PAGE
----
Even with all of the chaos surrounding the world today, people are still finding ways to keep positive and shine a light on causes that mean a lot to them and to others. Such is the case with Xavier senior Kelly Scott, who created Swim for the Light, a mental health awareness campaign where participants swam for the cause.
“I watched one of my very close friends struggle with behavioral health challenges, especially because of the isolation due to the pandemic,” Scott said. “After being with her while she struggled to make it through the day, I knew I wanted to do something that would help her and anyone else suffering from these challenges.”
At the start of quarantine, Scott read about the effects the pandemic had on people with behavioral health issues. A friend reached out about her struggles, and Scott realized it was time to step up and do what she could to shine a light on the issue.
“I’ve been in the swimming community for the last 12 years, so I immediately thought to plan a swimming relay to raise awareness for behavioral health,” Scott said. “My dad works closely with the Valleywise Health Foundation, and he told me about how they are the largest provider of behavioral health services in the Valley, so he scheduled a Zoom call with them. I presented my idea to them, and we began planning from there.”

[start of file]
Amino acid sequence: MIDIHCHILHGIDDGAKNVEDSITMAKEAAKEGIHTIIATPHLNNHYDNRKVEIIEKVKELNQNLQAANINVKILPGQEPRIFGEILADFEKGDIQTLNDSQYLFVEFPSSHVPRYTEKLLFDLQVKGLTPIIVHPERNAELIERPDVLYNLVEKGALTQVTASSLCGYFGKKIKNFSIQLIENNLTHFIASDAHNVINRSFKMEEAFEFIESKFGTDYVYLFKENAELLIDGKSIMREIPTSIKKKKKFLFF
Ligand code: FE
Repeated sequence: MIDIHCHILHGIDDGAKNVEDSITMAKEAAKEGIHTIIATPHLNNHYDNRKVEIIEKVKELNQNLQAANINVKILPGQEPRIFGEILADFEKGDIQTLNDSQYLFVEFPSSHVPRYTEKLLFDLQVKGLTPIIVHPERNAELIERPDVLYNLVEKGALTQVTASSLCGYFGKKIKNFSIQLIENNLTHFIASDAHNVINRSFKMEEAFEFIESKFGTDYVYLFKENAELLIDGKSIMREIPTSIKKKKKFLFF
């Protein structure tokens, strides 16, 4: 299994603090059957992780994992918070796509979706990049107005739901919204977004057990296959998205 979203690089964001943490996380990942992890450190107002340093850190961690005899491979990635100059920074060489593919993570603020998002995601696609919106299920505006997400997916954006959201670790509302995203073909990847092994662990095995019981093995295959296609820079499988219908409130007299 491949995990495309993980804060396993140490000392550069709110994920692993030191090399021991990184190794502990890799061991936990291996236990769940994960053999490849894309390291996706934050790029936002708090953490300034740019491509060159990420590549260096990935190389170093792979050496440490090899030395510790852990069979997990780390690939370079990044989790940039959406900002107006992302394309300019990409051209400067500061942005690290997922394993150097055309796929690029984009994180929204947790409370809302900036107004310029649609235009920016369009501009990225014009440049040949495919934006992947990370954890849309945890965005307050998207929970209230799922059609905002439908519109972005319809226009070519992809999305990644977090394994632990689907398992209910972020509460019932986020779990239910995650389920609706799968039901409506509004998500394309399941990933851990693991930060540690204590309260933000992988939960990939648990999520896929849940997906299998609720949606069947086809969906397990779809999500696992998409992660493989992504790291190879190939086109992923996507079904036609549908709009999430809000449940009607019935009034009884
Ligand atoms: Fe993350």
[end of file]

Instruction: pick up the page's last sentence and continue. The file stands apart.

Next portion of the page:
Swim for the Light was born. Each participant filmed a video of themselves swimming their “leg” of the relay and speaking about why behavioral health is essential. They were also asked to set up a fundraising page so people could donate to the cause. Anyone who swam and donated at least $15 earned a free Swim for the Light shirt and cap. The event lasted all of December and has so far raised almost $6,000.
After the event ended, Scott put the videos of each swimmer swimming their leg of the relay and their testimonials together to create a Swim for the Light “highlight reel” video, which can be viewed on YouTube.
The campaign gained popularity quickly, and swimmers from Xavier, Brophy and Seton Prep joined in. Word spread so far that even five-time Olympic medalist Matt Grevers and National Champion Amy Bilquist participated.
“I was very excited that people wanted to participate,” Scott said. “I had put so much work into planning all of the event details that it was rewarding to see people wanting to help. It was great to see people were as invested in raising funds and awareness for behavioral health as I was.”
In the future, Scott hopes that Swim for the Light becomes an annual event. She hopes to attend Notre Dame after graduation and wants to major in political science and possibly minor in philosophy.